Tuesday, August 28, 2007

An Elegant Solution to a Weighty Problem

Tomorrow is my quarterly visit to the doctor. My cholesterol will be checked, as will my liver, to make sure the cholesterol medication isn’t killing me faster than the cholesterol. It’s also time for the annual “Senator Larry Craig does this every day but he’s not gay” digital prostate exam.

The prostate I can live with. Too many people have called me an asshole for too long for me to take offense. It’s the damned cholesterol and the dance my doctor and I will go through that’s wearing thin.

DOCTOR: Hmm, weight’s still up at 245.

ME: Yep. I’ve been meaning to exercise, but things have been busy. Work schedule’s bad, no time for walks, eating on the run sometimes.

DOCTOR: I know it’s tough, but those triglycerides are still high. Need to cut back on the sweets. Or there’s another prescription I can write that could help there.

That’s enough. I already take enough drugs every morning that I don’t feel as though I’m skipping breakfast; I’m full.

Here’s my gripe. I don’t smoke, do unprescribed drugs, or engage in indiscriminate and/or risky sexual behavior. My total alcohol intake is about a case of beer a year. The house bottle of Jack Daniel’s lasts, on average, three years. I drink no coffee, decaffeinated tea, and caffeine-free Coke when it’s available. I have one vice. (Aside from the asshole thing noted above.) I like chocolate. Sweets in general, but especially chocolate. It’s my preferred form of stress relief.

When I get stressed, I don’t come home, do a couple of lines of coke, drink half a bottle of Jack, and shove the Crazy Like Me Correspondent around. I eat a Hershey bar. With almonds, if I feel like indulging myself. Sometimes, after a really tough day of wallowing in the trough of government waste and largesse, I need some ice cream, or even – dare I say it? – a milkshake.

Is that so bad? Should I have to die for it? Maybe Congress, instead of whoring themselves out to the highest bidder, should try doing something that will benefit everyone for a change. Maybe a program, like they have for polluters, where one company’s unused credits can be bought by a worse polluter. “Well, he doesn’t smoke or drink, and he stays clear of hookers. Okay, half a dozen Oreos.”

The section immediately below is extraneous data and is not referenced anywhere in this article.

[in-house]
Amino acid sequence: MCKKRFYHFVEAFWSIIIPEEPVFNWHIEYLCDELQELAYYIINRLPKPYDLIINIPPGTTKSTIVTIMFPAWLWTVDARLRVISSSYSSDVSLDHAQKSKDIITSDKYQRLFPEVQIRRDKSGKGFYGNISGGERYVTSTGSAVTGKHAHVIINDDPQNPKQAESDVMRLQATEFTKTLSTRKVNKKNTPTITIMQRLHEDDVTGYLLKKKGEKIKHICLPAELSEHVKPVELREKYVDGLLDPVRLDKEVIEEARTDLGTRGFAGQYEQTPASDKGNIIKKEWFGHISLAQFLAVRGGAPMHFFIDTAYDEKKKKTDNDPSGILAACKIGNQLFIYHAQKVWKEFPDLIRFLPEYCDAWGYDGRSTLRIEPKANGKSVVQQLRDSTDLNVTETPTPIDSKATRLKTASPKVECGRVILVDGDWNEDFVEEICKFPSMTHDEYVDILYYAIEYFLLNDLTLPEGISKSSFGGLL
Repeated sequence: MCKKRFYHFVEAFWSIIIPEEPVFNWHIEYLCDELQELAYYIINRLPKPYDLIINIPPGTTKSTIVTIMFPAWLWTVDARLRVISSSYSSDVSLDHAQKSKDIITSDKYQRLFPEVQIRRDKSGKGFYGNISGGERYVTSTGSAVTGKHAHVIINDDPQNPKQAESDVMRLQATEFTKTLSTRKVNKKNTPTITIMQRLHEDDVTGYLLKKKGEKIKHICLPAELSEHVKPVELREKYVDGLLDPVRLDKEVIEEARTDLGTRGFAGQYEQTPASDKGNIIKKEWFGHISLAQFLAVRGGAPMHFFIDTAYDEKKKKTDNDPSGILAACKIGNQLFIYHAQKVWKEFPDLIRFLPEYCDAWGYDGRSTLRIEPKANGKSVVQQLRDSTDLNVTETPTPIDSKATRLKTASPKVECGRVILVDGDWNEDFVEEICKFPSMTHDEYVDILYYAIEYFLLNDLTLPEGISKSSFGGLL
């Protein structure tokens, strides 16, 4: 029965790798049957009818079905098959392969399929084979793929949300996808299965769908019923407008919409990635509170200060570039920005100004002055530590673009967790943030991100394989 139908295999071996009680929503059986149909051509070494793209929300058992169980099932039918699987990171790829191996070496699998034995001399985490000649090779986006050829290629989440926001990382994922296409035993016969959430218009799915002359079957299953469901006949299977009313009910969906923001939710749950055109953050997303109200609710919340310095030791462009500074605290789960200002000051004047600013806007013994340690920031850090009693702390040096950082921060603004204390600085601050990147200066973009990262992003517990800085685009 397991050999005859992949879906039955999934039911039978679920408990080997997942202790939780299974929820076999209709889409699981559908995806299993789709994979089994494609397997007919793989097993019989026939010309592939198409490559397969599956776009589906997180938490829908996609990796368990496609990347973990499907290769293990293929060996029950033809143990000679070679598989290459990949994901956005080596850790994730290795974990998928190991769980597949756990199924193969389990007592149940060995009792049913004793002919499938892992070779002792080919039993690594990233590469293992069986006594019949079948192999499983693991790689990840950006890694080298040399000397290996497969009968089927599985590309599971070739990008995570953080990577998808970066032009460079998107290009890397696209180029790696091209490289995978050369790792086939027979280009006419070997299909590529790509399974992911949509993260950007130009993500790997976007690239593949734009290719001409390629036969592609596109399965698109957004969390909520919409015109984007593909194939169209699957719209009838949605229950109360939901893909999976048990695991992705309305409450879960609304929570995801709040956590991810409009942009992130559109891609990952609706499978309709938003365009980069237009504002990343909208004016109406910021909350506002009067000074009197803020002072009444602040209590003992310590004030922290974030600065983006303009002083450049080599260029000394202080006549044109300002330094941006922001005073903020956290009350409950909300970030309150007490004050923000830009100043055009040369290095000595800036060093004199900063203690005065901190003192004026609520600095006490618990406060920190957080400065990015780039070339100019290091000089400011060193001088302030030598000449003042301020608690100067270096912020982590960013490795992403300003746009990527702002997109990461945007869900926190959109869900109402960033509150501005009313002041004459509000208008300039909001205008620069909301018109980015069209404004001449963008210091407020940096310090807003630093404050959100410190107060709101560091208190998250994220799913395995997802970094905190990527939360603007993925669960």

Is that too much to ask?

Sunday, August 26, 2007

Some May Little Note Nor Long Remember August 22, But She Will

Wednesday, August 22, 2007 is a day The Sole Heir will not soon forget.

She opened by not just passing her driver’s test on the first try, but getting a license photo she likes. Granted, she photographs well, but she’ll learn as time goes on that the Maryland MVA hires photographers who were fired by the Department of Corrections for taking unflattering mug shots.

Next came another special occasion: her first major league doubleheader. Seeing two games for the price of one is a cherished memory of my adolescence. Twin bills are rare now, unless they clear the yard after Game One so they can resell the seats for Game Two. Seeing two games for the price of one was a new experience for her. She was jazzed.

I had planned to watch at least part of the games so we could compare notes. I turned on the game, saw they were losing 14-3, and went upstairs to read before chancing Game Two.

Five minutes later the phone rang.

SOLE HEIR: Are you watching the game?

ME: I was going to, but I saw it was 14-3, Texas.

SOLE HEIR: Well, it’s 16-3 now. (Uproar drowns out voice. I hear her shouting to her mother, “Was that a grand slam?”) They just hit another grand slam. It’s 20-3.